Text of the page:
US 8236903 B2
An acid-functional polymer is reacted with a transition metal compound having an average particle size small enough to react with the polymer at a temperature below the glass transition temperature of the polymer, e.g., at room temperature, to produce cross-linked polymer. The process produces a liquid polymer product that dries to a cross-linked film without the required presence of volatile ligands. Improved coatings such as floor polishes that can be formed from these cross-linked polymers are also disclosed.
1. A process of producing an aqueous film-forming coating composition comprising:
(a) charging a reaction zone with:
1) an aqueous film-forming polymer dispersion prepared from more than one unsaturated monomer, including from about 4 to about 90 weight percent of acid-functional monomer(s), said polymer having pendant acid functionality and a calculated glass transition temperature of less than the decomposition temperature of said polymer, and
2) less than about a stoichiometric equivalent amount, based on acid functionality of said polymer, of a water insoluble transition metal compound and having an average particle size sufficiently small to react with the polymer at a temperature approximately at or below the calculated glass transition temperature of the polymer;
(b) maintaining the reaction zone at a temperature below the calculated glass transition temperature for the polymer for a time sufficient to react said acid and metal to produce a film-forming composition, wherein the transition metal compound has an average particle size less than 300 nm.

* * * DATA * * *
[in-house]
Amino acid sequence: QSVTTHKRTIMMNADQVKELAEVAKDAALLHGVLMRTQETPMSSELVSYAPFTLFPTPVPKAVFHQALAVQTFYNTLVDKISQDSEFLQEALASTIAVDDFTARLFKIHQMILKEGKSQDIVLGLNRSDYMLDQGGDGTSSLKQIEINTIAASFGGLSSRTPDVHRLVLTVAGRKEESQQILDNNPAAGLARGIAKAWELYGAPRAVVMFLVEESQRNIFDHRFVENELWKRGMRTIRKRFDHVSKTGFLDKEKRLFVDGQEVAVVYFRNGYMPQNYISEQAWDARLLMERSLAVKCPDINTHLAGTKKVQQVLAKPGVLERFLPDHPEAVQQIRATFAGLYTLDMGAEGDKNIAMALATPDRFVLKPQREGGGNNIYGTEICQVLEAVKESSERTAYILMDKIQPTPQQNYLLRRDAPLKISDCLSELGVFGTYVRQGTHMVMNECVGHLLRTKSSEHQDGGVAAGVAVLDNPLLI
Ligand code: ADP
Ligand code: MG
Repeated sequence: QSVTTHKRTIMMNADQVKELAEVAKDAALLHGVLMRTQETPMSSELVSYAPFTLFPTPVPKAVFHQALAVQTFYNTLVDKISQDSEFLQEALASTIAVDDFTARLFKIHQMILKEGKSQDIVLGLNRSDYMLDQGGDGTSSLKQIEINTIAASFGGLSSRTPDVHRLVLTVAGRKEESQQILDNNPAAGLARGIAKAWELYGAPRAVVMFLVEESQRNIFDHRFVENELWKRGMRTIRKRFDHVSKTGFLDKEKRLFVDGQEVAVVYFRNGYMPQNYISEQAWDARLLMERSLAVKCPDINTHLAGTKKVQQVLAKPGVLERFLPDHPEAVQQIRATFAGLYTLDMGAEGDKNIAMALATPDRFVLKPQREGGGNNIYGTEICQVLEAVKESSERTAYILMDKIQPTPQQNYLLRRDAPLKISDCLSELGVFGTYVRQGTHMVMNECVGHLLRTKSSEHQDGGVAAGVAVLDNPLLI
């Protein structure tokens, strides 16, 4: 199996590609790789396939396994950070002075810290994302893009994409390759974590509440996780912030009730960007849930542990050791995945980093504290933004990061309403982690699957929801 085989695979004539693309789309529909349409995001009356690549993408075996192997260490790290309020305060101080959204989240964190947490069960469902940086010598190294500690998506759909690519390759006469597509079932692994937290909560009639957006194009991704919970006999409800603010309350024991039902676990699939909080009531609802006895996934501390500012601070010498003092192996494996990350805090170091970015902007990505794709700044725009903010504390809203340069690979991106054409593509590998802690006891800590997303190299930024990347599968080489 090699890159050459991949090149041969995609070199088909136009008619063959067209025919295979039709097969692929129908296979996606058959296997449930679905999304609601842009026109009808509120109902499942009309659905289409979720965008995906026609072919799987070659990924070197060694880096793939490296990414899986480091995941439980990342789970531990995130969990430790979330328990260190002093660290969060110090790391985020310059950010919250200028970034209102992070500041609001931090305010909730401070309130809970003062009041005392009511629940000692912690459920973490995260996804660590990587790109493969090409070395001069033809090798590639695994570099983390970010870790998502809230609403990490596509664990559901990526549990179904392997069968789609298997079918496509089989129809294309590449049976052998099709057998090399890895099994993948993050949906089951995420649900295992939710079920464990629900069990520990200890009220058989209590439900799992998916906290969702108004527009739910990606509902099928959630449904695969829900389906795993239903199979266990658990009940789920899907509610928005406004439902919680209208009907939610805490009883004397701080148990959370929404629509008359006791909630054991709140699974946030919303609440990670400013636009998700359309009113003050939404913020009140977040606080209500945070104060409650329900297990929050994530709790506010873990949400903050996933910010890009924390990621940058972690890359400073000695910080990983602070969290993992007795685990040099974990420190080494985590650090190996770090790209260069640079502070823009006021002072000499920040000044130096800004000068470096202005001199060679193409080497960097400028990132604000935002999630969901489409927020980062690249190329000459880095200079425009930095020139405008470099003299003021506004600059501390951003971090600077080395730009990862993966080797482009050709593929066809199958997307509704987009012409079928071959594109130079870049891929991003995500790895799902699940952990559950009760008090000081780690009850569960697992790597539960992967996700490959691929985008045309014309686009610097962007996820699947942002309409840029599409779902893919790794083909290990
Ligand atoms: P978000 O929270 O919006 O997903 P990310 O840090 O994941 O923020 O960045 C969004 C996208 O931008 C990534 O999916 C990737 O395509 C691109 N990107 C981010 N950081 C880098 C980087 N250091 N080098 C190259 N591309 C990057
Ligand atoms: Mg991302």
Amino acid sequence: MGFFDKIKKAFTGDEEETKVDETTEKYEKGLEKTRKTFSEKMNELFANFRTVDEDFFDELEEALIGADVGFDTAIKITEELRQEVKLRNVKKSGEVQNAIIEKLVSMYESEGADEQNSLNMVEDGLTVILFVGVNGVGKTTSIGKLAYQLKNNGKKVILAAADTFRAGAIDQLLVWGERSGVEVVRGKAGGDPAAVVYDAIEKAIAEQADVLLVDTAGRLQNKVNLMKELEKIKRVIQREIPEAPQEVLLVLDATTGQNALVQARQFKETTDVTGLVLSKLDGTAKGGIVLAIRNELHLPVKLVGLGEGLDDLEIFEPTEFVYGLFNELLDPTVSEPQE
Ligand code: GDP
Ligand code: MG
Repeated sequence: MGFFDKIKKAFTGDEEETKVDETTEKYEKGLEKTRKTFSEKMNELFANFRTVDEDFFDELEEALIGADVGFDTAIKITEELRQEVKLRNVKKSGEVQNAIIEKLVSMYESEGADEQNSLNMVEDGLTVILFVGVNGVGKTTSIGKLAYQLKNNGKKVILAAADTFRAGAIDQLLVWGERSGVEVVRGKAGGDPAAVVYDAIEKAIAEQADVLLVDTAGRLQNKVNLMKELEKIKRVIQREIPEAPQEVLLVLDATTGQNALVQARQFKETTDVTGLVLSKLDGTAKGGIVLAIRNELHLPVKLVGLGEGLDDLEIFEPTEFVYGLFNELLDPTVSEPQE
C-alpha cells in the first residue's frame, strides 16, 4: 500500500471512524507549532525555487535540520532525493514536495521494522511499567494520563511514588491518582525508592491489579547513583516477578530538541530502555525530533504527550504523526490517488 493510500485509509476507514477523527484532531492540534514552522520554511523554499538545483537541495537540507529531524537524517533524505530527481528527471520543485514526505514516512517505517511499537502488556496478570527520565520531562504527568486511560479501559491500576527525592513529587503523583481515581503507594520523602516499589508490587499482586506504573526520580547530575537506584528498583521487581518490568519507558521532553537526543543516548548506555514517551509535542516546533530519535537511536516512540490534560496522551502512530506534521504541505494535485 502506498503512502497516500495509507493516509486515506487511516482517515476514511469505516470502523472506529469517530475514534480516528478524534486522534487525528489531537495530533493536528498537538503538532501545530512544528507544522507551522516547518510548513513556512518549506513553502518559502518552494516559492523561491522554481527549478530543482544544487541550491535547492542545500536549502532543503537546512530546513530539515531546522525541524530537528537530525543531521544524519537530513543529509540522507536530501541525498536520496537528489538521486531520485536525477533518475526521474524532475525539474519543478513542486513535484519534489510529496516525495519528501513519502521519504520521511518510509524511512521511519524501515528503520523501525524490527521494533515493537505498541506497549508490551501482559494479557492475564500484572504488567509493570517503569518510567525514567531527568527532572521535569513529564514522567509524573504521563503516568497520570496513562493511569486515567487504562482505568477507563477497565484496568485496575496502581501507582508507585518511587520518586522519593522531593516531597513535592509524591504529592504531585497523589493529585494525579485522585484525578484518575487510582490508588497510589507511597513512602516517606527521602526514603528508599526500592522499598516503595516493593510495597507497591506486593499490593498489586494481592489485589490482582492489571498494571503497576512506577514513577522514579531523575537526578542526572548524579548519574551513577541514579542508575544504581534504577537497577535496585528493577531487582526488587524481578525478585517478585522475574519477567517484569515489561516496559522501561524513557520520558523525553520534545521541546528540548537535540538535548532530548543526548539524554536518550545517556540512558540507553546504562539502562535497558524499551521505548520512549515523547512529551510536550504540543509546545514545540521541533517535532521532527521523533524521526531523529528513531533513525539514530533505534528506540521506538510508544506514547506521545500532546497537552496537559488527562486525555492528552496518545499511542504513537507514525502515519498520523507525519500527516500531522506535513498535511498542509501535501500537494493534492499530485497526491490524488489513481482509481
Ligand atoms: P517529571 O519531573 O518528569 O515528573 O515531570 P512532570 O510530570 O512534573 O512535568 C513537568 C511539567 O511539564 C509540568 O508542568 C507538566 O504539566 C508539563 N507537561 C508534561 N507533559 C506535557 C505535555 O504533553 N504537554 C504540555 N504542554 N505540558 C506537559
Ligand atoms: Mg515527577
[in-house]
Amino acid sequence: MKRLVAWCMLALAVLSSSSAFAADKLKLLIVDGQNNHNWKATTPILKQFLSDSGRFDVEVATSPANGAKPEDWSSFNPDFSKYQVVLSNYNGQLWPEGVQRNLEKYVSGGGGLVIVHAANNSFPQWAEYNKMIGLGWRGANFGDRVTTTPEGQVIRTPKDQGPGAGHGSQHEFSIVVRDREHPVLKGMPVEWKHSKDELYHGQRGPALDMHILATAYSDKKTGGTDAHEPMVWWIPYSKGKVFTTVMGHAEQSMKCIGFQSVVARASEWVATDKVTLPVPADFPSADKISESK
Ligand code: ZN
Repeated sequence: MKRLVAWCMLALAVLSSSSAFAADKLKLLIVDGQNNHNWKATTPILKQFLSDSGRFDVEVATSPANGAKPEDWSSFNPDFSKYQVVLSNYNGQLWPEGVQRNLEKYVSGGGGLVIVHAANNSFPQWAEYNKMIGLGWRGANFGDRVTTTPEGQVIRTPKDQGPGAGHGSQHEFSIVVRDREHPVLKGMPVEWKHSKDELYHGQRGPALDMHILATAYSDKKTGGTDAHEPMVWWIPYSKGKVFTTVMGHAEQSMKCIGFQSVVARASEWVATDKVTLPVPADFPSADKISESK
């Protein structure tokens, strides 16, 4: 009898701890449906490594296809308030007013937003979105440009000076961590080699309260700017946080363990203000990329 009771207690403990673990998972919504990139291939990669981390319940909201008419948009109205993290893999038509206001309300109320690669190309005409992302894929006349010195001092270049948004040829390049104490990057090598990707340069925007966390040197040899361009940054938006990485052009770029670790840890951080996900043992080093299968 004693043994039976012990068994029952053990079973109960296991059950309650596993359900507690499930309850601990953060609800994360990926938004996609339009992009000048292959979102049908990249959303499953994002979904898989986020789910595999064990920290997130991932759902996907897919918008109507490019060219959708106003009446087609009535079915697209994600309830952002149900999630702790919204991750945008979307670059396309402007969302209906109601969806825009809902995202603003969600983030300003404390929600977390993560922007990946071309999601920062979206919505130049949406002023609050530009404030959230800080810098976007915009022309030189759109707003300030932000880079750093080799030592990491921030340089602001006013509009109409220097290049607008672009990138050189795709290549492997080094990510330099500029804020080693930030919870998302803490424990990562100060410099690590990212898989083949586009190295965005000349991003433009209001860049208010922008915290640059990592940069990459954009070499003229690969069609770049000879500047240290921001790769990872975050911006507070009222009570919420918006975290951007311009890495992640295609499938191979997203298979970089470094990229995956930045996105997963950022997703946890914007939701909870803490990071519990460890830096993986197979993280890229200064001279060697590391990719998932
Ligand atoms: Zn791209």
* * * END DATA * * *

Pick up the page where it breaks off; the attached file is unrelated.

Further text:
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This application claims priority from U.S. Provisional Application Ser. No. 60/954,457, filed Aug. 7, 2007, which is expressly incorporated herein by reference in its entirety.
The present invention relates to coating compositions formed of acid containing polymer dispersions cross-linked with transitional metal compounds that form a liquid polymer product capable of drying to form a cross-linked polymer film.
It has been known in the art to add stable complex salts of transition metals such as zinc to emulsions and dispersions of acid containing polymers, such as in U.S. Pat. Nos. 3,308,078; 3,328,325; 3,467,610; 3,554,790; 4,150,005; and 4,517,330, which are each incorporated herein by reference in their entireties.
In practicing this chemistry, complex salts are formed from simple salt or oxides of transition metals with amines or other simple complexing ligands.
Since each of the steps in the formation of the complex from the free (or hydrated) metal ion is reversible and runs to equilibrium, the process must be forced to completion (tetradentate ligand complex) by mass action, charging an excess of the ligand species. The complexing agent must be a simple ligand, to avoid the formation of very stable complex structures that will not donate metals to the acidic polymer.